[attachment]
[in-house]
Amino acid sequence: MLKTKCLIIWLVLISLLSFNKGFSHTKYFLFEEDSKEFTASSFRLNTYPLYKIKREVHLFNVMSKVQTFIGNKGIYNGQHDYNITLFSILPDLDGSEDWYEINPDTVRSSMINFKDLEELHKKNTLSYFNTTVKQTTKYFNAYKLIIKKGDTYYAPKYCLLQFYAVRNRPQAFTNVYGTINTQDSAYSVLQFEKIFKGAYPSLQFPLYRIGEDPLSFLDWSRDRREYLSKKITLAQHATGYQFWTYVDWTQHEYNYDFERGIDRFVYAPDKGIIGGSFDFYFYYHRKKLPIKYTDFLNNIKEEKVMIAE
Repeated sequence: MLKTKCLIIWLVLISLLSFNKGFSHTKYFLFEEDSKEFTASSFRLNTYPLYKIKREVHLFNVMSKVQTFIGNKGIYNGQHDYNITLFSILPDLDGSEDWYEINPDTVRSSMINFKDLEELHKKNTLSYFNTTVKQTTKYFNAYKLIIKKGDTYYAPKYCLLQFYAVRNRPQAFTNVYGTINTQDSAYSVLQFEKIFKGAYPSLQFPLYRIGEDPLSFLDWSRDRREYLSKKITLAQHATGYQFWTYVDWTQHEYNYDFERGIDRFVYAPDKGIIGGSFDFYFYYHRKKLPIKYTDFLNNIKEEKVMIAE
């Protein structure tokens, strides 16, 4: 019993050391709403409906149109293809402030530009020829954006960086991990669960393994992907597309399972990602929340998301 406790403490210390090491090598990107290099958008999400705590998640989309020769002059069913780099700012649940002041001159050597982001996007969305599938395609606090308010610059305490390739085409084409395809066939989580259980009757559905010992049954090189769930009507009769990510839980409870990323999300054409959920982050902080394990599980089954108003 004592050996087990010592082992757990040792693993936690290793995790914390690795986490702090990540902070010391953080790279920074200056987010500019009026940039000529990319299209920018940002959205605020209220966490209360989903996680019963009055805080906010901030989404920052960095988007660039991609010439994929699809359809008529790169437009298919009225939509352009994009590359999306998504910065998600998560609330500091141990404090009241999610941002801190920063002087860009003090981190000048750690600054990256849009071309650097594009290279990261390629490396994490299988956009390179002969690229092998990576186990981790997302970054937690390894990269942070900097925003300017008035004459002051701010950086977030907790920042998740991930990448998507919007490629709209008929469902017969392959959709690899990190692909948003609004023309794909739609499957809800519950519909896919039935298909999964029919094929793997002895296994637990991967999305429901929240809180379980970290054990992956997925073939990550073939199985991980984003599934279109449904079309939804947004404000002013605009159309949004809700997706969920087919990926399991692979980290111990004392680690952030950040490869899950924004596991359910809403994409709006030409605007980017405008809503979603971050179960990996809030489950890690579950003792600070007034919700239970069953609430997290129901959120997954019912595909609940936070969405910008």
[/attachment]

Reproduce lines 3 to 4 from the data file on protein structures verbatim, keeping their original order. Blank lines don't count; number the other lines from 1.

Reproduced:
Repeated sequence: MLKTKCLIIWLVLISLLSFNKGFSHTKYFLFEEDSKEFTASSFRLNTYPLYKIKREVHLFNVMSKVQTFIGNKGIYNGQHDYNITLFSILPDLDGSEDWYEINPDTVRSSMINFKDLEELHKKNTLSYFNTTVKQTTKYFNAYKLIIKKGDTYYAPKYCLLQFYAVRNRPQAFTNVYGTINTQDSAYSVLQFEKIFKGAYPSLQFPLYRIGEDPLSFLDWSRDRREYLSKKITLAQHATGYQFWTYVDWTQHEYNYDFERGIDRFVYAPDKGIIGGSFDFYFYYHRKKLPIKYTDFLNNIKEEKVMIAE
């Protein structure tokens, strides 16, 4: 019993050391709403409906149109293809402030530009020829954006960086991990669960393994992907597309399972990602929340998301 406790403490210390090491090598990107290099958008999400705590998640989309020769002059069913780099700012649940002041001159050597982001996007969305599938395609606090308010610059305490390739085409084409395809066939989580259980009757559905010992049954090189769930009507009769990510839980409870990323999300054409959920982050902080394990599980089954108003 004592050996087990010592082992757990040792693993936690290793995790914390690795986490702090990540902070010391953080790279920074200056987010500019009026940039000529990319299209920018940002959205605020209220966490209360989903996680019963009055805080906010901030989404920052960095988007660039991609010439994929699809359809008529790169437009298919009225939509352009994009590359999306998504910065998600998560609330500091141990404090009241999610941002801190920063002087860009003090981190000048750690600054990256849009071309650097594009290279990261390629490396994490299988956009390179002969690229092998990576186990981790997302970054937690390894990269942070900097925003300017008035004459002051701010950086977030907790920042998740991930990448998507919007490629709209008929469902017969392959959709690899990190692909948003609004023309794909739609499957809800519950519909896919039935298909999964029919094929793997002895296994637990991967999305429901929240809180379980970290054990992956997925073939990550073939199985991980984003599934279109449904079309939804947004404000002013605009159309949004809700997706969920087919990926399991692979980290111990004392680690952030950040490869899950924004596991359910809403994409709006030409605007980017405008809503979603971050179960990996809030489950890690579950003792600070007034919700239970069953609430997290129901959120997954019912595909609940936070969405910008």